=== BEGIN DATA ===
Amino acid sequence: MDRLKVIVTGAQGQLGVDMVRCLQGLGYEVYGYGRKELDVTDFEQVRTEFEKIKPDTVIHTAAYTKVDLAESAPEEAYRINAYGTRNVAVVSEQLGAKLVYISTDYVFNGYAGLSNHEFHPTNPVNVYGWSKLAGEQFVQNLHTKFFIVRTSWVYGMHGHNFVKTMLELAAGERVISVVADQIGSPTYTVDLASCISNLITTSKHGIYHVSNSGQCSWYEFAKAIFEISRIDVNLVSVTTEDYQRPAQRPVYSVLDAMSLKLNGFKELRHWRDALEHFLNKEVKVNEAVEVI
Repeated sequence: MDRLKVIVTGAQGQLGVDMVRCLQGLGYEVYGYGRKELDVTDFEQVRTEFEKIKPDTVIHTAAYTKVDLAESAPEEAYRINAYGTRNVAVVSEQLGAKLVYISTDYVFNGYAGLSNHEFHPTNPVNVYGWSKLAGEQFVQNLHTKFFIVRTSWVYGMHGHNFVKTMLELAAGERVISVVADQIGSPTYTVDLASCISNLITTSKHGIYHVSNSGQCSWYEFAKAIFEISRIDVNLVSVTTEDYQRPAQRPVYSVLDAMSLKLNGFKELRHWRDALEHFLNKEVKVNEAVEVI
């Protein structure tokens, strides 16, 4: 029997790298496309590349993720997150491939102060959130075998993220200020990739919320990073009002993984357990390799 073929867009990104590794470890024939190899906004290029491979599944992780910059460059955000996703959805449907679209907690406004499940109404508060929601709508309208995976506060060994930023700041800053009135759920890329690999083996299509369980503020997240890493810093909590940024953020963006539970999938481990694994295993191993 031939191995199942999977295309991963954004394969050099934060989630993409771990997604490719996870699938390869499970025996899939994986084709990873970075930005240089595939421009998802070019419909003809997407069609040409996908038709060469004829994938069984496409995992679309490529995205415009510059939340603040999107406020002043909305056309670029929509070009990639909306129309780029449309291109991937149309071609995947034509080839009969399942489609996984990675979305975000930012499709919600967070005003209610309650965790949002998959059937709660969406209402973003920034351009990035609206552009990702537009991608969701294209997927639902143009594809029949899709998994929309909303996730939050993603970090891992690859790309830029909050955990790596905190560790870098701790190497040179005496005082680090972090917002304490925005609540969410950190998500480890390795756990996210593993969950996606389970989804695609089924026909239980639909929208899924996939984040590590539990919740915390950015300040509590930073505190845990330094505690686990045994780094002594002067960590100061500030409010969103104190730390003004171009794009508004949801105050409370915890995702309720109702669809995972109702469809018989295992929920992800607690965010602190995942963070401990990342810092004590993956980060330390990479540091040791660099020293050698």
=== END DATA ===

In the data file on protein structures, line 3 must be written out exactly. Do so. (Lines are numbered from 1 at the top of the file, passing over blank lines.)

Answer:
């Protein structure tokens, strides 16, 4: 029997790298496309590349993720997150491939102060959130075998993220200020990739919320990073009002993984357990390799 073929867009990104590794470890024939190899906004290029491979599944992780910059460059955000996703959805449907679209907690406004499940109404508060929601709508309208995976506060060994930023700041800053009135759920890329690999083996299509369980503020997240890493810093909590940024953020963006539970999938481990694994295993191993 031939191995199942999977295309991963954004394969050099934060989630993409771990997604490719996870699938390869499970025996899939994986084709990873970075930005240089595939421009998802070019419909003809997407069609040409996908038709060469004829994938069984496409995992679309490529995205415009510059939340603040999107406020002043909305056309670029929509070009990639909306129309780029449309291109991937149309071609995947034509080839009969399942489609996984990675979305975000930012499709919600967070005003209610309650965790949002998959059937709660969406209402973003920034351009990035609206552009990702537009991608969701294209997927639902143009594809029949899709998994929309909303996730939050993603970090891992690859790309830029909050955990790596905190560790870098701790190497040179005496005082680090972090917002304490925005609540969410950190998500480890390795756990996210593993969950996606389970989804695609089924026909239980639909929208899924996939984040590590539990919740915390950015300040509590930073505190845990330094505690686990045994780094002594002067960590100061500030409010969103104190730390003004171009794009508004949801105050409370915890995702309720109702669809995972109702469809018989295992929920992800607690965010602190995942963070401990990342810092004590993956980060330390990479540091040791660099020293050698």